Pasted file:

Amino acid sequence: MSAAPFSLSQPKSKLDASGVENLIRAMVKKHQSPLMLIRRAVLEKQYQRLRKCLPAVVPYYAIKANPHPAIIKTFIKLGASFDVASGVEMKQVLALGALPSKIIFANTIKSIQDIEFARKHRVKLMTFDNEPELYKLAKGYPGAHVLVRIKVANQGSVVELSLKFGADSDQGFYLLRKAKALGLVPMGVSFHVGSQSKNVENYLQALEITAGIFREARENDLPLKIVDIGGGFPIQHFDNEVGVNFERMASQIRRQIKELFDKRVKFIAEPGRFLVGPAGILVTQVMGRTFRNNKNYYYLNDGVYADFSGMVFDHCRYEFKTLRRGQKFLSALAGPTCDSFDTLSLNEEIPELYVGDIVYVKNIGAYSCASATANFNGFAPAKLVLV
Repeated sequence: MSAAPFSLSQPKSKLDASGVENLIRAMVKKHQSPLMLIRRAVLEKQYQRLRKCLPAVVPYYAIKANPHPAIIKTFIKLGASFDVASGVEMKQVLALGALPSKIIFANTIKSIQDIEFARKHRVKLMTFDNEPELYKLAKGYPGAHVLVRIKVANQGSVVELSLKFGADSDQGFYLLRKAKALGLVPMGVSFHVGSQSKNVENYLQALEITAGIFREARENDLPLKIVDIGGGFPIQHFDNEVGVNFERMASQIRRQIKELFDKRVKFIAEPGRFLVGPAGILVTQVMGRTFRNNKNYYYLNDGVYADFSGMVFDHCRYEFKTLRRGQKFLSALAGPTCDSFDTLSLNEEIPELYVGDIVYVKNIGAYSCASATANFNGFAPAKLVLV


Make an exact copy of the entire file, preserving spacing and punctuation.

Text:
Amino acid sequence: MSAAPFSLSQPKSKLDASGVENLIRAMVKKHQSPLMLIRRAVLEKQYQRLRKCLPAVVPYYAIKANPHPAIIKTFIKLGASFDVASGVEMKQVLALGALPSKIIFANTIKSIQDIEFARKHRVKLMTFDNEPELYKLAKGYPGAHVLVRIKVANQGSVVELSLKFGADSDQGFYLLRKAKALGLVPMGVSFHVGSQSKNVENYLQALEITAGIFREARENDLPLKIVDIGGGFPIQHFDNEVGVNFERMASQIRRQIKELFDKRVKFIAEPGRFLVGPAGILVTQVMGRTFRNNKNYYYLNDGVYADFSGMVFDHCRYEFKTLRRGQKFLSALAGPTCDSFDTLSLNEEIPELYVGDIVYVKNIGAYSCASATANFNGFAPAKLVLV
Repeated sequence: MSAAPFSLSQPKSKLDASGVENLIRAMVKKHQSPLMLIRRAVLEKQYQRLRKCLPAVVPYYAIKANPHPAIIKTFIKLGASFDVASGVEMKQVLALGALPSKIIFANTIKSIQDIEFARKHRVKLMTFDNEPELYKLAKGYPGAHVLVRIKVANQGSVVELSLKFGADSDQGFYLLRKAKALGLVPMGVSFHVGSQSKNVENYLQALEITAGIFREARENDLPLKIVDIGGGFPIQHFDNEVGVNFERMASQIRRQIKELFDKRVKFIAEPGRFLVGPAGILVTQVMGRTFRNNKNYYYLNDGVYADFSGMVFDHCRYEFKTLRRGQKFLSALAGPTCDSFDTLSLNEEIPELYVGDIVYVKNIGAYSCASATANFNGFAPAKLVLV